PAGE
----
January 02, 2009

Sun and Showers

Last night's system is through now and cold, relatively dry air has spread over the region. Some of you got some very light snow last night as the last precipitation bands came through and the temps had fallen sufficiently so snow could reach the surface. But the roads are generally fine.

Right now there are some instability showers (produced by cold air over warm water) and they should move into the region...mainly south of Tacoma (see satellite image). The mountains should have a breather after the snow pounding they have "enjoyed." Both the passes have about 70 inches of snow and the snowpack in the central Cascades is getting close to normal and being way below normal for much of the fall.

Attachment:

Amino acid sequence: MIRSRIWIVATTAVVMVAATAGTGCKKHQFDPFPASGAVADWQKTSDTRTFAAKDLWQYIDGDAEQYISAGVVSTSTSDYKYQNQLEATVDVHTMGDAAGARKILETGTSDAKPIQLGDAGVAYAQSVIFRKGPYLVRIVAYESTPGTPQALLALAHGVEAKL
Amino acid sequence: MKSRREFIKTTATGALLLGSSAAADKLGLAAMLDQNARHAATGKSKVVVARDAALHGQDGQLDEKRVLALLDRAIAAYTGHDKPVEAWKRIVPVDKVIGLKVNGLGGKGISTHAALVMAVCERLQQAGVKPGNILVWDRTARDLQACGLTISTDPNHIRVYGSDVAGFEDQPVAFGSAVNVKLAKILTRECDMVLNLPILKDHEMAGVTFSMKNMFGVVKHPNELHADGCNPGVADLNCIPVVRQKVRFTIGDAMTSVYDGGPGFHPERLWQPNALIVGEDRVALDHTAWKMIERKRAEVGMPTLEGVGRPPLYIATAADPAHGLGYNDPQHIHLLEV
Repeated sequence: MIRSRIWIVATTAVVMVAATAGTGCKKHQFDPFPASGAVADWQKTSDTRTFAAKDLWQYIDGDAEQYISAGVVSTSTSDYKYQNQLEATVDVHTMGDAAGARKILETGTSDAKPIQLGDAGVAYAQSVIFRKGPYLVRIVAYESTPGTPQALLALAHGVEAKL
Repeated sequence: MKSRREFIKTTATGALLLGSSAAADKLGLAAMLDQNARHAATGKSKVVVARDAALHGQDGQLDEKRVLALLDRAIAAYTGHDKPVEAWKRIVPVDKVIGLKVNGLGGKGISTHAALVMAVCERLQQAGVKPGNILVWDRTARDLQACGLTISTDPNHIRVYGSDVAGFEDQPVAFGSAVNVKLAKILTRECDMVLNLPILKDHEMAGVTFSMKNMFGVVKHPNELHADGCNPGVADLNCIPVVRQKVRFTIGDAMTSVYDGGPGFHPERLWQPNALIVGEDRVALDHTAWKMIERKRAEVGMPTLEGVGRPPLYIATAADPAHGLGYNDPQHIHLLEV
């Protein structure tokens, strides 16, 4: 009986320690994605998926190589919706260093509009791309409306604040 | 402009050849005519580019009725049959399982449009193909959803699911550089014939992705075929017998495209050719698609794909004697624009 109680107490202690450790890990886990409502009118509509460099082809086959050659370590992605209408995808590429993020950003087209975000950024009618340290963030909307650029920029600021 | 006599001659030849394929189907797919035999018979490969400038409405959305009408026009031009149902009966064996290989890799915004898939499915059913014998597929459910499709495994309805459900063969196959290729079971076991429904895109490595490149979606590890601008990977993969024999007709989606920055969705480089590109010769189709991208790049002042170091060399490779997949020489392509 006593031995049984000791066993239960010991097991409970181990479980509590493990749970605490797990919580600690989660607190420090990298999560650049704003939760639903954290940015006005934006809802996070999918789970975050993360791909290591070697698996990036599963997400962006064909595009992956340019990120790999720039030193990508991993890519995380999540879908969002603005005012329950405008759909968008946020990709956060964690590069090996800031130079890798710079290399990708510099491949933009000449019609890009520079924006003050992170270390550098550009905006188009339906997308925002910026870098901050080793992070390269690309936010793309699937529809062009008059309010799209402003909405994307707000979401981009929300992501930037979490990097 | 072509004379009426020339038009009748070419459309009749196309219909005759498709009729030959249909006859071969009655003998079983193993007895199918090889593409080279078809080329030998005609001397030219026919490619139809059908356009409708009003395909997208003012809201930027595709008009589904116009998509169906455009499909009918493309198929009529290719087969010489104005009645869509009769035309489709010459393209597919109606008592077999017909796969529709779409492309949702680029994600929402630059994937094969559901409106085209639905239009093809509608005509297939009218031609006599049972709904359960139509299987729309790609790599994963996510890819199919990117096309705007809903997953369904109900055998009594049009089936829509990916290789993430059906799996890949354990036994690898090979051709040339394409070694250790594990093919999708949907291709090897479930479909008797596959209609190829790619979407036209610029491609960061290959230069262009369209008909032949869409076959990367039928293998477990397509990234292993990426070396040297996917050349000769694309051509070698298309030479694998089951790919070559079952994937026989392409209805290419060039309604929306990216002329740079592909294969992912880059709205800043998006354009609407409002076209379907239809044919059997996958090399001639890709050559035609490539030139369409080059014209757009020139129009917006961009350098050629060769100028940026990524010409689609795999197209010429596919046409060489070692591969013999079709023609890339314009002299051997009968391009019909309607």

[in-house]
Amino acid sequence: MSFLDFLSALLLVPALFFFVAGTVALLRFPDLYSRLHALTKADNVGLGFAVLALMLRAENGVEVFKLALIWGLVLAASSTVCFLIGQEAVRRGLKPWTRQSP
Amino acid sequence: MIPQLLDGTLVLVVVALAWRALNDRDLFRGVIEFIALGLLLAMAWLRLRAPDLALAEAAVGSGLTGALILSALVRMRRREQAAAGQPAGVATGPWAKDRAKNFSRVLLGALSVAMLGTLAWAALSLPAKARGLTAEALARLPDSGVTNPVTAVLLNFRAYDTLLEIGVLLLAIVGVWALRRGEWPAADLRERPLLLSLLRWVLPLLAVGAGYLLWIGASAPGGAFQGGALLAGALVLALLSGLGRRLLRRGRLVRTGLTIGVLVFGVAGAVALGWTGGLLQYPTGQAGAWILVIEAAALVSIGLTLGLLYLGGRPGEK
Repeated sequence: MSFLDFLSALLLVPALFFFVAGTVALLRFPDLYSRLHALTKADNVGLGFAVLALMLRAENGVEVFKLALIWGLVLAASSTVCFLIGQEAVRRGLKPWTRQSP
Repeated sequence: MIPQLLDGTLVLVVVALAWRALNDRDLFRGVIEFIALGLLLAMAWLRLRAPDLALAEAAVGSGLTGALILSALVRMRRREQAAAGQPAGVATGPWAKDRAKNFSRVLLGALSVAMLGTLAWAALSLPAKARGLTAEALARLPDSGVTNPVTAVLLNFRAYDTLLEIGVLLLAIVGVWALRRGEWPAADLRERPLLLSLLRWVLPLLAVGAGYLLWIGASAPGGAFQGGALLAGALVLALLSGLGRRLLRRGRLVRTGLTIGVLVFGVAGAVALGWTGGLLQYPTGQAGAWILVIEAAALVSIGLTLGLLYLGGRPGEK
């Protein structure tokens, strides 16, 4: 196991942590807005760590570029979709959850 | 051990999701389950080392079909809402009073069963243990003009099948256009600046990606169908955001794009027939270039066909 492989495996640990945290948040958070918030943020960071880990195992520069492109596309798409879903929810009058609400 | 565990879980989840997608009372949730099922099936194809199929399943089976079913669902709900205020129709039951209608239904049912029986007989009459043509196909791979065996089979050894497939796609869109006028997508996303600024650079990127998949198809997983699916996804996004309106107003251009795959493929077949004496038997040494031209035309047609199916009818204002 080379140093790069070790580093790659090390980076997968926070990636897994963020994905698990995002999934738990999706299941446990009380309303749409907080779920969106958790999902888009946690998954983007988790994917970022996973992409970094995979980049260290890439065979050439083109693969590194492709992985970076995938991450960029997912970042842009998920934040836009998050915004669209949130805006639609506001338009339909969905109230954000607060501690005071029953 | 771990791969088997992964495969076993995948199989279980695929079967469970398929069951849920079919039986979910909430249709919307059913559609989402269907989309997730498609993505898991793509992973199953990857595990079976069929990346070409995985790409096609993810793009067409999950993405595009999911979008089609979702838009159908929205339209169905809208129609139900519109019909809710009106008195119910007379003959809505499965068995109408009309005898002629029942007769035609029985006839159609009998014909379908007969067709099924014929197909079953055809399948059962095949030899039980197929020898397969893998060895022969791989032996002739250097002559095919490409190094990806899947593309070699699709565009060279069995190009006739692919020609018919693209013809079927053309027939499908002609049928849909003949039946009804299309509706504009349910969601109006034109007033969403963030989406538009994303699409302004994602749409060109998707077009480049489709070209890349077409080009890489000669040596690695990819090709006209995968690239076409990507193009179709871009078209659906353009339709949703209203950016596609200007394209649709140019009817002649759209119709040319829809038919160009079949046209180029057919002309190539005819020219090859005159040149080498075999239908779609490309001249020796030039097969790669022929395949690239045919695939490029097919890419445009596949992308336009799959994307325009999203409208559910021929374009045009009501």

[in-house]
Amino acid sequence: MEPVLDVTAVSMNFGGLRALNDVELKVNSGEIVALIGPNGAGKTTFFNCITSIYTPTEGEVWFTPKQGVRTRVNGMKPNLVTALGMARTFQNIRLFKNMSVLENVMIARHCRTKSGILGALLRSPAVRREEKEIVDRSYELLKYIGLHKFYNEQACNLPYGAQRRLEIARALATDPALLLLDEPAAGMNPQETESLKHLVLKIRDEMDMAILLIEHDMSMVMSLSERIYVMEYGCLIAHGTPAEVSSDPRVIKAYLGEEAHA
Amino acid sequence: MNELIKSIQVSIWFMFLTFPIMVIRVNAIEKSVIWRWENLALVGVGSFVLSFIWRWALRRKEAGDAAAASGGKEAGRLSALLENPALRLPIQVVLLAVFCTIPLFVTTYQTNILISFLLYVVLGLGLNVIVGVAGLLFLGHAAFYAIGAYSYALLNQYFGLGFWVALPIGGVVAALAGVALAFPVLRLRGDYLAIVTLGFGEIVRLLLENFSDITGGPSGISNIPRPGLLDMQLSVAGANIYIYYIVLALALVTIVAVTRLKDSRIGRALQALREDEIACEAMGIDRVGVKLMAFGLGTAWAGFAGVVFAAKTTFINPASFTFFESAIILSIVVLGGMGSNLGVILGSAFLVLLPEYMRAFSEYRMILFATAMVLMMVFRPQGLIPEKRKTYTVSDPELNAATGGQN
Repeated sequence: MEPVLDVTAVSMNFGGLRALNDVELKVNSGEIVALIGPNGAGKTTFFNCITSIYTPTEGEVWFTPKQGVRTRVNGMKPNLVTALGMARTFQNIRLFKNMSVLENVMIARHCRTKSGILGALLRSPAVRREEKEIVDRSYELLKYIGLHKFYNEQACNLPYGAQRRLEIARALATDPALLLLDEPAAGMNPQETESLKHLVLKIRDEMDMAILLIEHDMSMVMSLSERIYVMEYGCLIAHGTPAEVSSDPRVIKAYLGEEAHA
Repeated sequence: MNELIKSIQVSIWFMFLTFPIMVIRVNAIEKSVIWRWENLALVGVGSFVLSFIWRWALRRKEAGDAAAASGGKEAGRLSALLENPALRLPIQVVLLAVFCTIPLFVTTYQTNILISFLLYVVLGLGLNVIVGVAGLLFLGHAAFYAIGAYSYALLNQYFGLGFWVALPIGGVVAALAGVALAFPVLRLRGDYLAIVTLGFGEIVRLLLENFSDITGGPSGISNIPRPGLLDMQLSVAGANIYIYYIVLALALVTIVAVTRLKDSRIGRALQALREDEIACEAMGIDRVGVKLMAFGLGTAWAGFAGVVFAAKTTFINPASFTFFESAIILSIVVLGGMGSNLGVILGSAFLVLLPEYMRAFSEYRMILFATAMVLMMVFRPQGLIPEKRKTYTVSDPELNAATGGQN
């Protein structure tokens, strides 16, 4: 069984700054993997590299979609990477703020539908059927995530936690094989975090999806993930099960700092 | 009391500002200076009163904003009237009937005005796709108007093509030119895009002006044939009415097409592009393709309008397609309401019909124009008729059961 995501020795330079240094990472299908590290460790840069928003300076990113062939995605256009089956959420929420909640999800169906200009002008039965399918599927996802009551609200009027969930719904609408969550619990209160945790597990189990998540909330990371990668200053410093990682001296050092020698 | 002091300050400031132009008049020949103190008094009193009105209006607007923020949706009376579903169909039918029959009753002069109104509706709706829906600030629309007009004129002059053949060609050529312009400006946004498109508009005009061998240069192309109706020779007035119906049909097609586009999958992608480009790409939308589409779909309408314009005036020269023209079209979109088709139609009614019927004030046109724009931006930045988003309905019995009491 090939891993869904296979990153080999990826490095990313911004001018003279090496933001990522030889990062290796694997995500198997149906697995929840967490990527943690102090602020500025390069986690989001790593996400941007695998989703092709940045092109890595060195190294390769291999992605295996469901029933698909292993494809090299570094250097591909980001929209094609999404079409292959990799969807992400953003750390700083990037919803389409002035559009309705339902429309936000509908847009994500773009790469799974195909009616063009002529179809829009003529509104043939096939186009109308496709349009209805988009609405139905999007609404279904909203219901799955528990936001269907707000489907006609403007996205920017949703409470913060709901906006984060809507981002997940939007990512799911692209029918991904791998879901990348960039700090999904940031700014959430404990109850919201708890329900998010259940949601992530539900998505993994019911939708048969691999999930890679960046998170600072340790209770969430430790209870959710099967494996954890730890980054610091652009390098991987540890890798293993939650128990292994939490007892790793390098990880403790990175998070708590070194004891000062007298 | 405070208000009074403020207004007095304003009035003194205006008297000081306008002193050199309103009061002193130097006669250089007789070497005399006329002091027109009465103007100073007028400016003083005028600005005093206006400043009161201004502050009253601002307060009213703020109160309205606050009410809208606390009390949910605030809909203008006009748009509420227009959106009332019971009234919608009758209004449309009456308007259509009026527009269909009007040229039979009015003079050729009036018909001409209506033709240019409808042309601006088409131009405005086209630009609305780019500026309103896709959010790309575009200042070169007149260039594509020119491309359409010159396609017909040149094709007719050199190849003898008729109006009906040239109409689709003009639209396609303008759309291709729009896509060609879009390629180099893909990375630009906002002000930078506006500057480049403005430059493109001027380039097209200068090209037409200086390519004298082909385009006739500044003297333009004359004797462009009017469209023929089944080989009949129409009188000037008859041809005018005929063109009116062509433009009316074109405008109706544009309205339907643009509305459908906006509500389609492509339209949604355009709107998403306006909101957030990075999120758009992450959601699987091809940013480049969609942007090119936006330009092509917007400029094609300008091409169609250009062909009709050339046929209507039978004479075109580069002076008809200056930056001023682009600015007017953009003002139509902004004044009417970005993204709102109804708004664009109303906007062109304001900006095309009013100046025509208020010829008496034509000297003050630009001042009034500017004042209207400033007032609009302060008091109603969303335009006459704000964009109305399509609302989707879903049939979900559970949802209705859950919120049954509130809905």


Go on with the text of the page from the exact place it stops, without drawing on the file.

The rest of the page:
So a pretty benign day.

Tonight a weak system from off the Pacific will invigorate the snow showers...but they should be light--not more than an inch or so at most. Many of you will get nothing. Below the salt criterion.

Sunday morning will be dry and cold...but a much stronger Pacific frontal system will approach later in the day. For some locations, especially above 500 ft and SE of the Olympics (e.g., Kitsap) may see several inches of snow before warming aloft turns the lowland precipitation to rain all rain. Warmer, low-level locations near the water may turn very quickly and see no accumulations.